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The River Press.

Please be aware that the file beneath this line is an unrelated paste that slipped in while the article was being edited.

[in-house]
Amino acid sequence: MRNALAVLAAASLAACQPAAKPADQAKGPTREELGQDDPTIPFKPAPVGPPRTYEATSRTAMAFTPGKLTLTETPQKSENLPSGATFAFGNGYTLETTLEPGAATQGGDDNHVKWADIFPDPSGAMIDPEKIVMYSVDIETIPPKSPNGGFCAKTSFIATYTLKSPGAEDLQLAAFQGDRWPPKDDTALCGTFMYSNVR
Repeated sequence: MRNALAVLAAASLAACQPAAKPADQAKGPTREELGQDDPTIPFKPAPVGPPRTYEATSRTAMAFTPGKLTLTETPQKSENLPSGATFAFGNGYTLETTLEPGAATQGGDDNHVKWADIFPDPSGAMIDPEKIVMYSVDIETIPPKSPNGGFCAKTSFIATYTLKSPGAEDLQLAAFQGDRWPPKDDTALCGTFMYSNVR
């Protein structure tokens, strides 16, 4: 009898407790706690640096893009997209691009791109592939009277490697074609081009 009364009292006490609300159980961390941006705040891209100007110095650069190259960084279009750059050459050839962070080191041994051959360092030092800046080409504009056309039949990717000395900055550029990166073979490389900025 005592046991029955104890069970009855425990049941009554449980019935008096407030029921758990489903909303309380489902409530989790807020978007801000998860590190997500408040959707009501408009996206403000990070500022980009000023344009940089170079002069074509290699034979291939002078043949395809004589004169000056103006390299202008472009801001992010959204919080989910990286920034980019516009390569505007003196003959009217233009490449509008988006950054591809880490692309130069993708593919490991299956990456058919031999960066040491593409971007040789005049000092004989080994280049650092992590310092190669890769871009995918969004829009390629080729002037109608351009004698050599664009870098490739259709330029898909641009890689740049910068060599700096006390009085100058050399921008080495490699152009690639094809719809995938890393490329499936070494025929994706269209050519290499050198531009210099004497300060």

Terms of si# bscriirtioti i PAYABLE IN ADVANCE. One year.. Six months All letters and communications containing mat ter intended for publication in this paper should be addressed to " The Hiver Press," and the name of the writer must be given to insure attention. Local advertisements will be inserted in these alumns at the rate of ten cents per line from transient and five cents per line from regular ad vertisers. WEDNESDAY, JULY 20, 1904. Republican National Ticket. For President— THEODORE TH006EVELT, Of Mew York. For Vice-President— CHARLES W. FAIRBANKS. Ot Indiana. FOli GUIi:i JUSTICE. One of the important state offices to be filled at the election in November is that of chief justice of the supreme court. There has bnen very little dis cussion of probable candidates for this position of honor and trust, but the Libby News suggests a nominee who would undoubtedly command the support of republicans in all parts of northern Montana. It makes this fa vorable mention of Judge Henry C. Smith, of Helena, who was in the field as a candidate for the republican nomination for associate justice two years ago, but who withdrew prior to the meeting of the state convention: For its part the republican party has an abundance of material from which to select a candidate for this im portant position. This being so, it remains simply to make that selection which will be for the best interests of the party from a political point of view. Unfortunately, conditions are such in Montana that the rank and file of the party demand that a candi date be uamad who has not only no possible connection^with either of the two big mining corporations iu Silver Bow county, but a candidate who is so situated that it cannot possibly be said that he is in any way connected with those corporations. Such a candidate would be Judge Henry C. Smithjof Helena. Through all these years of bitter controversy between these two big concerns Judge Smith lias retained the confidence and respect of all. Although judge of one of the district courts in Lewis and Clarke county, with his residence at the capital of the state, where much of the political lighting between these corporations has been carried ou, Judge Smith has never in any way been aligned with either of the contending parties. From the viewpoint of fitness for the position Judge Smith has no superior in Montana. Among lawyers he is considered one of the ablest jurists in this state: and in addition to his knowledge of the law lie has the judi cial mind, that which few possess and without which the ablest lawyer may make but an indifferent judge. Among his neighbors and those who know him he stands ace high, and a good idea of this will be obtained from his political record while a resident of Lewis and Clarue county. From a geographical position, considering his availability from the viewpoint of political exigencies, he is iu the right place, and the strength he will bring to the ticket in his county is a factor which will weigh heavily for him when his candidacy is considered by the state convention at Billings. A man's standing with his home folkt- is generally regarded as the best evidence. Taking this view of the matter Judge Smith's record in Lewis and Clarke county gives him a splen did certificate of character. He has run for district judge there twice, be ing elected each time. In ISiHi he was the only republican elected. Again in li'OO he was one of the two republi cans elected iu that county, and in that campaign he ran over 900 votes ahead of the ticket. This is pretty good evidence as to his standing'with those who know him best. A dispatch from Steubenville, o., says J. 11. Timberlake, a democratic candidate for congress in the sixteenth district, has declined lhe nomination, stating that he is uuable to support Judge Parker, his party candidate for president. It is believed, however, that Montana democrats who are seekiug preferment will not decline a nomination if it is presented on a gold platter or any old thing. T he nomination of Senator Davis as the democratic candidate for vice president is explained in a recent dis patch, which says he is a very rich man. He is said to be worth as much as $20,000,000, and has promised to make a contribution to the democratic campaign fund to the extent of half a million dollars. According to Senator \V. A. Clark, the nomination of Judge Parker for president means that Montana will cast as many democratic electoral votes as Pennsylvania. In making this pre diction, Senator Clark knows what he is talking about. LEGISLATION FOR STOCKMEN The announcement that a meeting of Montana stockmen will be held in a few days, for the purpose of selecting a committee to have charge of legisla tion affecting live stock interests, re calls the action taken by the stockmen some time ago. Among the resolu tions passed at their conventions was one iu which Montana citizens en gaged in the live stock industry were urged to organize in political matters —to select or support candidates for the state legislature who are known to be friendly to live stock interests, and to demand the enactment of laws desired by stockmen and farmers. Reference to the proceedings of Montana legislative assemblies shows that the railroad corporations, the mining industry and other large inter ests have secured legislation by or ganized effort, and those engaged in the live stock business can accomplish similar results by adopting the same plan. The selection of a committee to have charge of legislative matters is one of the initial steps toward secur ing the enactment of laws desired by the livestock and agricultural inter ests of the state. In discussing the advantages of or ganized effort, the Stockman and Farmer says: Observing people have noticed recently that the politicians of the state are paying more attention to Lhe "rancher" than in former years. It isn't that they care a cent, more about the "hay-digger" than they did before, but there are more of them now, and the wise manipulator of party politics knows that if they should stand shoulder to shoulder for one campaign there would be a differ ence in the legislation found on the statute books of Montana. The lack of livestock legislation is due solely to the fact that, with all the attention to many details of the business, there has been no solid, organized effort toward legislation. What do the stockmen and farmers want? ( 1 ) They want just assessment laws, by which corporation property pays taxes on its market value, the same as is paid by livestock and farm lands. (2) They want the man who has bought railroad lauds for the purpose of making a home and cultivating it, to have the same valuation (for taxa tion ) placed upon it as was fixed upon it when the railway owned it. (3) They want an official body with power to compel the carrying lines of this stale to move the products at a fair aud just rate—a rate that will en able the Montana producers to reach the Montana markets iu competition with the producers of other states. (1) They want a law that will tax valuable franchises for public utilities, and. prevent any more of them being given away. (■'>) The> want il more liberal share of the tiix money for educating the people along improved methods of ag riculture, and its allied industries. They seriously need abler men and less politics at the head of the public school system of the state. ( t> ) They want better road laws, and more money raised anil expended ou the public highways. No class of men lose more time and money by bad roads than do the farmers. Stop nominating and electing legis lators that do not know where they stand on matters affecting your inter ests. The stump speech promises are political buncombe. Find out where these men stand before sending them to the legislature, and see that they are right. If they are not, see that they stay at home. hei oiu: am) after taking. Tiie Bozemau Chronicle, recognized as oue of the leading democratic news papers iu Montana, has taken its medicine. In its issue of Juneti, it made this reference to the democratic national convention: "Shall the democratic party face about aud solicit the support of the Belmonts, Hills, Clevelauds and J. Pierpout Morgans of the country as a favorite of Wall street and corpora tions and trusts, or shall it continue to antagonize these iutlueuces and appeal to the common people for support? We hope and believe that it will take the latter course." In its next issue, having learned that its party had surrendered to the Belmonts, llilis aud others, the Chron icle took its medicine iu these re marks: "The disposition of the rauk aud file of the democracy of Montana, ninety per cent of whom have in the past and do at present believe iu the principles of the Kansas City aud Chicago platforms aud follow the leadership of Win. J. Bryan, is to buckle ou their armor and support the national ticket aud platform with all their might." T he Ohio judge who decided that the husband is head of the household is evidently an unmarried man, aud at some future time m ;.y have occasion to change his ruliug upon the ques tion. It will be admitted by Mr. Bryan that the "crown of thorns" pressed upon his brow at the St. Louis con vention by the Hill-Belmont combiue, is the real thing. packers fear trouble. Large Force of Police on Guard to Pro tect Non-Union Workmen C hicago , July 18.— The second week of the great packing house strike opened this morning with all condi tions unfavorable to a peaceful settle ment of the differences between em ployers and employes, and added grimness and determination is openly expressed on both sides. The impor tation of non union help continued to day. One hundred and fifty men ar rived by an early train and were es corted by a heavy guard of police to Armour's plant. The strikers gath ered about the vicinity of the yards early, despite the terrific heat, but be yond a subdued greeting exhibited no outward sign of displeasure. The situation is such, however, that trouble is anticipated at any moment. The packers claim thus far to have 1,000 non-union men within the yards. The union men say two-thirds of the new arrivals will quit as soon as they learn of the strike conditions. One hundred anil twenty extra police went on duty this morning iu the yards dis trict, making a total of about <300 now pressed into service. S t. P aul , July 18. —The strikers today allowed all the women employed in Swift & Co.'s office to enter the yards, but barred the men. Pending the arrival of the sheriff the clerks were lined up on one side of the rail road track while a strong force of pickets on the other side prevented them from going into the works. S t . Louis, July 18. —The effect of the injunction issued by the St. Clare eouuty circuit court, Belleville, Ills,, restraining the striking butchers aud meat cutters from interfering with the operation of the East St. Louis pack ing houses, or the non-union men em ployed by them has served to intensi fy the situation. The strikers have taken it to mean that the packers have determined to operate their plants at once with large forces of non-union men, and the pickets have been in creased in the vicinity of the packing houses. The Hoodie Issue In .Missouri. J efferson C ity, M o ., July 18.— On the day before the democratic state convention convenes Circuit Attorney Joseph Folk, of St. Louis, seems prac tically assured of the nomination for governor. Even his most determined adversaries cannot at this time name a probable candidate to defeat him. The following is from the plank on the boodle issue, which the representa tives of Folk will ask the state demo cratic convention to incorporate iu the platform tomorrow: "The paramount issue before the people of Missouri is the eradication of bribery from public life iu this state. We declare unrelenting war against corruptiouists and here an nounce that there is no room in the democratic party of Missouri for a boodler or eorruptiouist of any sort. We repudiate their support, invite them to leave the state, and offer them shelter only iu the penitentiary if they remain. We have confidence in the honesty of tue people, and to them we appeal for success. We invite all honest people to join us in this cru sade against corruption, it is the vital principle involved in this cam paign and on this issue we stake the hope of the democratic party of Mis souri.' ' Intense Heat lit the East. CniCAUO, July IS.--This was the third day of the present heated term and while the mercury only reached 02, two degrees less than yesterday, the number of prostrations was greater. There were six deaths dur ing the day and 2i> prostrations. The hot weather is expected to last for a day or two longer. M ilwaukee , July IS.—The hot ather still continues in this section without a sigu of abatement. Foui prostrations were reported to the po lice in Milwaukee today. Thermome ters hover between 1)0 and itfi degrees. O maha , July IS.—Two deaths and mother serious prostration resulted today from the intense heat which car d the thermometer to 97 degrees at one time during the day. Kailroiid Will lltiild Canal. T oronto , Out., July 18. —The irri gation seheine which the Cauiuliau I ci tic has now under way is undoubted ly the largest undertaking of its kind on this continent. It embraces area extending from Calgary for 1">0 miles, and runs 00 miles north aud south. Through the center of this tract the main line of the Canadian Pacific runs. The greater part of three years has been devoted to re counoisance and preliminary surveys of the proposed canal scheine aud the laud to be served therefrom, aud the result shows that about one-half, or 1,500,000 acres of the block eau be ir rigated at an ultimate cost of between $4,000,000 aud $5,000,000. A main catial 20 miles long, with a bed width of i>0 feet, aud carrying water a depth of 10 feet, is under construc tion. Some 85 miles of distributing canals have al?o been located, and the completion of this section of the scheme at au estimated cost of $1,300, A HOUSEHOLD NECESSITY. as i a S ■EM W Here it is, the ROLLMAN CHERRY SEEDER, the same little article we advertised we would refund your money if it did not please, and not a single complaint so far. You can get one on the same conditions, and you should not over look it, as it works wonders. <y> <fp •■^5? >rW & Here is another unique, very useful and inexpensive article for the ranch. It is Wenzelmann's Universal Hoister. and by the use of it a small boy can lift a hay rack or wagon Lex easier than three or four men the "old way" besides it is so useful for many other things such as strctching wire, pulling posts, greasing wagons, scalding hogs, and so many more uses you can hardly believe it with out trying one yourself, they are not expensive, and you would not be without one for twice the cost after you have used it. 0. wrap: s® BENTON HARDWARE COMPANY 000 will irrigate an area of 300,0001 acres and render available a contigu ous area of about 400,000 acres for grazing and dairying. Clark's .Marble .Mansion. N ew Y ork , .Jul\ IS. — Work on Sen ator Clark's marble mansion at Sev enty-ti ft h street and Fifth avenue is beintr hurried forward iu response to an order from the senator, so that it may be soon ready for the reception of his young bride, formerly his ward. Anna La Chapelle. It is said Mrs. Clark is anxious to take up her resi dence in New York and only awaits the completion of the $1,000,000 man sion which Senator Clarke began on Fifth avenue some time ago. Kush For Reservation I.amis. O maha , .July IS—The Chicago & Northwestern ran two specials iu ad dition to its regular train to Bone steel ami Fairfax last night and to day, carry ii)L' over 2,000 men and worn-u .'- ■in propose to regis er for la mi in ill ? Bosebud re-ervatton re let! for home-t-ad entries .■I nment. The rush to the • utr.ry iucrea-es as the lime 'ion expires, aud it is esti aluint. til) Ooi) oet'sons have m :*r m m It is much easier for a woman to confide in the average man than in the average woman. She knows that the man will re spect her confidences and keep them to himself. He is strong, has more experience of the world and can help the woman who needs advice. There is every reason why women should not trust their delicate constitutions in the hands of unskilled persons. It requires a thorough medical education to appreciate and understand the womanly organism. When a woman has ills and pains that she cannot bear —when life seems dark for every woman, she should confide her troubles to a physician of standing in the community, or one who lias a national reputation. Cer tainly it would not be the part of wisdom to confide in an ignorant person without medical education simply because she was a woman. There is every reason why she should write to some great specialist, one who has made the diseases of women a specialty for a third of a century, like Dr. R. V. Pierce, founder of the Invalids' Hotel and Surgical Institute, of Buffalo, N. Y. All his correspondence is held sacredly con fidential, and he gives his advice free and without charge. So uniformly successful has Dr. Pierce's Favorite Prescription proven in all forms of Female Weakness, Prolapsus, or Falling of Womb, and Leucorrhea, that, after curing the worst cases of these distressing and debilitating ailments, Dr. Pierce now feels fully warranted in offering to pay $500 in cash for any case of these diseases which he cannot cure. Dr. Pierce's Pleasant Pellets should be used with "Favorite Prescription' when ever a laxative is required. 11 i'rintu All the New».' If any reader of the River Press considers it worthy of recommendation to friends, the favor will be very high ly a:>;treciated by its publishers. ESTABLISHED 1894. 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LOCKWOOD, - Front Street, Fort Benton. Grand Union Hotel... Fort. Benton, MDnt. Only First Class Hotel in the Citj Steam Heat. Rooms Singly or en Suite, electric lights. Baths and Closets on each Floor m Rates: $1.50,$2.00 andS2.50perda> COMMODIOUS SAMPLE ROOMS. EMBLETON <3c McGRAW, Proprietors. e puêfi$fiir\o- d —FOR EVERY DESCRIPTION OP JOB HINTING